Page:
Another profoundly sad month for families, victims and those in security organisations trying to handle what appears to be ‘home-grown’ terrorist attacks.
As can be seen from popular as well as state reaction to these events we all must have the deepest condolences for the victims: from the many in Manchester who were so tragically young and also other incidents present and past. For example, the fatality and less reported Munich stabbing a year on this month which may have been the first ‘home-grown’ as such ‘random’ murder in Germany.
Once again, the actions of a tiny minority impact upon the many and of course raises the question of what lies behind the murderous intent and how to prevent it.
It would be easy just to lay all this down to ‘criminal’ activity within a ‘criminal gang’ but when driven by a value system, with a global, apparent ‘fundamentalist’ network, it all becomes so much more difficult: not least when new technologies allow for bomb making to be transported with apparent relative ease.
No matter the specific tasks for state organisations, those who wish for wider security need to deepen the ‘trust’ and purpose across borders, and that also means reflecting seriously on multi-lateral organisations such as the EU and the wider Europe, which need more, not less, inter-cooperative effort.
After such horrors, this almost inevitably leads toward deeper questions including the dilemma between the rights of the individual and the rights of society when specifically linked to freedom of worship, cultural practise, economic competition and their policy relationship to the integrity of communities.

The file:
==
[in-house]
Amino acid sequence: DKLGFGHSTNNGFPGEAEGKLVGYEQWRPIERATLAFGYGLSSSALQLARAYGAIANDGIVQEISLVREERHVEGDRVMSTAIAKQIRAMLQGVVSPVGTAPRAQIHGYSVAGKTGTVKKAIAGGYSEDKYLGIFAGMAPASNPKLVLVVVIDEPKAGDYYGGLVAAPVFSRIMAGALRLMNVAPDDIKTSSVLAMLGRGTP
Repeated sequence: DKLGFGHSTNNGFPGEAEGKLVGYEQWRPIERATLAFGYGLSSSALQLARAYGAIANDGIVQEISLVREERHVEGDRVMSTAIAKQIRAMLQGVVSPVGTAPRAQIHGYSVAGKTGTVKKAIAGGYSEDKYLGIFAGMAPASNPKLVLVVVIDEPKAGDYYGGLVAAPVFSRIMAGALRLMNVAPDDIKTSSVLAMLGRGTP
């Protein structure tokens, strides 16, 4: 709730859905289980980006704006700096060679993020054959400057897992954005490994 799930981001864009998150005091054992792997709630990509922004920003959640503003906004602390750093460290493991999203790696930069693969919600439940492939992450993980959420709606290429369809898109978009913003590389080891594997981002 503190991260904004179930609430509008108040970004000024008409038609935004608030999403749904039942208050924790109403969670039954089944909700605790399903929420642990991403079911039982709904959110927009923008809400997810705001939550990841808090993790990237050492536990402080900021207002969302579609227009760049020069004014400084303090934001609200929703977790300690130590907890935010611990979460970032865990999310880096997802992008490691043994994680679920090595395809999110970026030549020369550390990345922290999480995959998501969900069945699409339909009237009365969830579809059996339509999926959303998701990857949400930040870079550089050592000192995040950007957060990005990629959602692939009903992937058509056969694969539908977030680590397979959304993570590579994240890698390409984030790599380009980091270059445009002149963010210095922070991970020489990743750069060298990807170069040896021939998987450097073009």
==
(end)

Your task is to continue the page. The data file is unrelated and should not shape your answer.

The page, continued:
No matter the critics, the work of the late Samuel Huntington remains a keynote entry point for some analysts: what to do in a global world still divided with differences at such an extreme level? (See below)
We Europeans need to forge a way forward that embraces this question in the round. The negotiators of Brexit, – the EU and the UK – should be, for example, very conscious of these issues bearing in mind Manchester and Munich and escape the normal political rhetoric if we are to shape a better space for all of us.The revelation that the Manchester bomber flew from Turkey through Dusseldorf just three days before the attack is telling.
The forthcoming meeting between President Trump and NATO and the EU representatives will be indicative of the resolve. The first indicative meetings show tensions between the two sides of the Western alliance on both how to deal with Russia and NATO finance.
Nonetheless, let us all judge them by what they can achieve. It is relevant to all European societies and not just the wayward politics of the British constitution and Brexit or the over-arching uncompleted EU Lisbon treaty.